September 14, 2020
“English language learners are particularity vulnerable right now, but there are positive responses at the local level – districts, community-based organizations, and states are going beyond their usual efforts to train teachers to do distance learning for English language learners.”
-Delia Pompa, Senior Fellow for Education Policy, Migration Policy Institute
Over the past six months, policymakers, researchers, stakeholders, and practitioners have labored to understand the immediate and long-term impacts of the COVID-19 pandemic on all areas of the education continuum. Education stakeholders also recognize that many of these challenges existed prior to the pandemic and have simply been brought to the forefront during this time.
States and localities have seen the burden the pandemic has placed on students and families, a burden of which has also been disproportionately placed on marginalized communities. Understanding these impacts is critical in diagnosing challenges, and an important piece in that diagnosis is communicating critical information and bringing a diverse set of perspectives to the table to grasp how individuals, communities, and sectors are affected. The Hunt Institute has worked to create those spaces for open dialogue to share ideas and develop solutions. This week, in the ninth installment of Homeroom with Education Leaders, The Institute sat down with Delia Pompa of the Migration Policy Institute, Commissioner Angélica Infante-Green of Rhode Island, State Superintendent Karen Salmon of Maryland, and State Superintendent Hanseul Kang of Washington D.C. to discuss how states and localities are supporting English Language Learners (ELLs) during the COVID-19 pandemic.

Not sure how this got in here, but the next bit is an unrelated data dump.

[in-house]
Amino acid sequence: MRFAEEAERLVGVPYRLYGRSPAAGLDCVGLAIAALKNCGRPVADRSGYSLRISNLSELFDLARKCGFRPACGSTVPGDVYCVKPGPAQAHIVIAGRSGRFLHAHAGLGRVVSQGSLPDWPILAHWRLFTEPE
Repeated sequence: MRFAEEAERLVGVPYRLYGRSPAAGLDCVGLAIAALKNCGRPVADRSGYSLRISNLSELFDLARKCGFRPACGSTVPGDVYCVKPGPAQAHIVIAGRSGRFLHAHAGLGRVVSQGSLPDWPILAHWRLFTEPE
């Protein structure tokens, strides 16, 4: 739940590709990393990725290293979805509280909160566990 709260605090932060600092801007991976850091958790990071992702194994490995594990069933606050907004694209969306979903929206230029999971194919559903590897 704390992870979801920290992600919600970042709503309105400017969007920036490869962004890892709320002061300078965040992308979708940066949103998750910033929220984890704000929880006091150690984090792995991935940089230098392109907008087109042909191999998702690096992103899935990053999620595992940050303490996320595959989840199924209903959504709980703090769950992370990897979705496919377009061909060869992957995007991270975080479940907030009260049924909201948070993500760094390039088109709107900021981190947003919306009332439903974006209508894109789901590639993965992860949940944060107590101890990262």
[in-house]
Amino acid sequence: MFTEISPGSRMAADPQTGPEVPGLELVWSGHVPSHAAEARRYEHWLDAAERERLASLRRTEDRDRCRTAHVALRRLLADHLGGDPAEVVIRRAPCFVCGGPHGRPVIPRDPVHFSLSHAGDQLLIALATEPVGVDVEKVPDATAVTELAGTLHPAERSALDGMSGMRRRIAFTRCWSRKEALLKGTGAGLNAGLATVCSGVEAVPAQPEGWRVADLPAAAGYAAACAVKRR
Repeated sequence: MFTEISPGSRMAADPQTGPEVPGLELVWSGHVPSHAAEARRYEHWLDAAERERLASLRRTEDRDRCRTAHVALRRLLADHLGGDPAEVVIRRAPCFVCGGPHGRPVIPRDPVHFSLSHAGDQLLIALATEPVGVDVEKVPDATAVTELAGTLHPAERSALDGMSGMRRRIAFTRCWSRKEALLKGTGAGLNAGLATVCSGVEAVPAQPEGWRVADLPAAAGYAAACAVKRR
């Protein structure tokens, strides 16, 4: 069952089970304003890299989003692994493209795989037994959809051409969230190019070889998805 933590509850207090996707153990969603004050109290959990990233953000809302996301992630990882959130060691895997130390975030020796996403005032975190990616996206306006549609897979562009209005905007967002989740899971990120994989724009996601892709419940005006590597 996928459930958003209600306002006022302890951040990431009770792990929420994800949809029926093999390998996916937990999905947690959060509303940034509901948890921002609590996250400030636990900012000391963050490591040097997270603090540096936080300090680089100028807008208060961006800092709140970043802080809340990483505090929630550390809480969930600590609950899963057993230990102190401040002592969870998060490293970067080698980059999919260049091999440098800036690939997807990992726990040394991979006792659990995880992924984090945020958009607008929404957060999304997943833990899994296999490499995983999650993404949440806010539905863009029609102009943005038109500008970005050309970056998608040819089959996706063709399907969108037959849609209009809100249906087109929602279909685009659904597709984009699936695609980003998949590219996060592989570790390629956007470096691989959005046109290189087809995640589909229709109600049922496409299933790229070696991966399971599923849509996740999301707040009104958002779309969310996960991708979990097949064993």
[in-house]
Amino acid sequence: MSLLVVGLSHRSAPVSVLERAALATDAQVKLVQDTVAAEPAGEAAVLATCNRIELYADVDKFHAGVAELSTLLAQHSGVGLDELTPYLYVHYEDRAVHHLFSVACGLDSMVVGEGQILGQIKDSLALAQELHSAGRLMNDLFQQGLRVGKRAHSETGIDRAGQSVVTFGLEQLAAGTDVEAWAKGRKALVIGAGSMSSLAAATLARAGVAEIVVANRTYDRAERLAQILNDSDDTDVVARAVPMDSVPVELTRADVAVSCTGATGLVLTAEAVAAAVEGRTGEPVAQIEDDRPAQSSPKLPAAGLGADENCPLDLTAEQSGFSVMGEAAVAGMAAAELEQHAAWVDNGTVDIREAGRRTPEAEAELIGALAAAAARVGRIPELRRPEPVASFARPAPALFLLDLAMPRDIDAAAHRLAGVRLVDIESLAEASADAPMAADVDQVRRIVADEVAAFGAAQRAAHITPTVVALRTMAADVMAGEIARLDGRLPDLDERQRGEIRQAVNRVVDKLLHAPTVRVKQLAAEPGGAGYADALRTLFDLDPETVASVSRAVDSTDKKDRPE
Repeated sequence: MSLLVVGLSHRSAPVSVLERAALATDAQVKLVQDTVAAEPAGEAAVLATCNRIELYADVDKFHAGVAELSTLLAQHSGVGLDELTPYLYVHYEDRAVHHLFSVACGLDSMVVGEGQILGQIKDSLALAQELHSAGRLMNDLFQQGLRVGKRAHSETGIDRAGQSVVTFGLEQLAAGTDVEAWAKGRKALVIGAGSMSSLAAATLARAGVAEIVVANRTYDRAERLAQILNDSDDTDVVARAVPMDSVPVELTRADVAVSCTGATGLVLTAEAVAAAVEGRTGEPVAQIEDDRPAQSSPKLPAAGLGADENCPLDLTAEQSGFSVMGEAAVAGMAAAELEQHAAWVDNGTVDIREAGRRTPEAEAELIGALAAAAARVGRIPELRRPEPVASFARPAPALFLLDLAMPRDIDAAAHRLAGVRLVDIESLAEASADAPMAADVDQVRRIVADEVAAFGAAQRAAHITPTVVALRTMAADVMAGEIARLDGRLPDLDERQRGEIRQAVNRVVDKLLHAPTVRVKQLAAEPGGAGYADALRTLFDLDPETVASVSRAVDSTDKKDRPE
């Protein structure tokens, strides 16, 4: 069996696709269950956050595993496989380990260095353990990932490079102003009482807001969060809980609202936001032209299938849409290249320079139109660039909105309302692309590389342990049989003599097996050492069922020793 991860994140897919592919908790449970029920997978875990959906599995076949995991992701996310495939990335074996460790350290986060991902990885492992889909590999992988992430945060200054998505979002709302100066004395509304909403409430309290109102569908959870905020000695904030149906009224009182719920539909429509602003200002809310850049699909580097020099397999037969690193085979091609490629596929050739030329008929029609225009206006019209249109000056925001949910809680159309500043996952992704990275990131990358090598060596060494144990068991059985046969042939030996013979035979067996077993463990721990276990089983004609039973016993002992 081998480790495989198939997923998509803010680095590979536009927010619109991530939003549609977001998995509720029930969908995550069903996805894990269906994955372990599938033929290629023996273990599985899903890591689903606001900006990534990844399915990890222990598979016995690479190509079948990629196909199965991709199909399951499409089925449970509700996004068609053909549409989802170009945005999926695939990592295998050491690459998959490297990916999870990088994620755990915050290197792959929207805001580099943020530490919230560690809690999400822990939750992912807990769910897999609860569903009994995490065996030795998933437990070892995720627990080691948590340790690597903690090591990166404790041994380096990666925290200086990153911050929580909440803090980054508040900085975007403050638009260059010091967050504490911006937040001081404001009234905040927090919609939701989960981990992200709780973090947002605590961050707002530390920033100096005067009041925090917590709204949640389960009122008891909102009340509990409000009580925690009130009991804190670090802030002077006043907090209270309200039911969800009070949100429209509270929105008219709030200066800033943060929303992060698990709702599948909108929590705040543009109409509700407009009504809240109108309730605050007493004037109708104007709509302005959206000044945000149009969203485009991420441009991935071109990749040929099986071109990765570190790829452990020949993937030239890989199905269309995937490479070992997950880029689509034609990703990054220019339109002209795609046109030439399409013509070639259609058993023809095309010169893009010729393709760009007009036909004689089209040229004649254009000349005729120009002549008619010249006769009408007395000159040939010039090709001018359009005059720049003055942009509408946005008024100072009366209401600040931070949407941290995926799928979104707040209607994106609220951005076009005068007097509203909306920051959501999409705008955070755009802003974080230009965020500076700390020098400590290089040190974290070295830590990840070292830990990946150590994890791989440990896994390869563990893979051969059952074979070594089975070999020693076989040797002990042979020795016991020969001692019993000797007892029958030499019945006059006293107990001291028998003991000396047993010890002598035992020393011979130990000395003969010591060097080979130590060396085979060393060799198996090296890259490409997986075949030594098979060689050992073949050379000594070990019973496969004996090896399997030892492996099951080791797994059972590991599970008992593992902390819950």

“We want schools to include ELL students in their vision for success. In DC we have some helpful legislation that requires all documents are translated into the most common languages which include Spanish, Amharic, Vietnamese, and French.”
-Hanseul Kang, State Superintendent of Education, District of Columbia
Early in the discussion, the panelists focused specifically on how the pandemic has impacted ELLs, not only academically but socially and emotionally. Opening this segment was Delia Pompa, outlining what she has witnessed from a national perspective. Pompa noted that the pandemic has impacted ELLs in a multitude of ways, as it has exacerbated academic and language loss, impacted the abilities of teachers to provide services to ELLs, and had a social-emotional impact on students and families in ELL communities. Despite these impacts, states and localities are working to serve ELLs, including prioritizing them for in-person learning. This has been seen in several districts throughout the country, including Albemarle County, Virginia.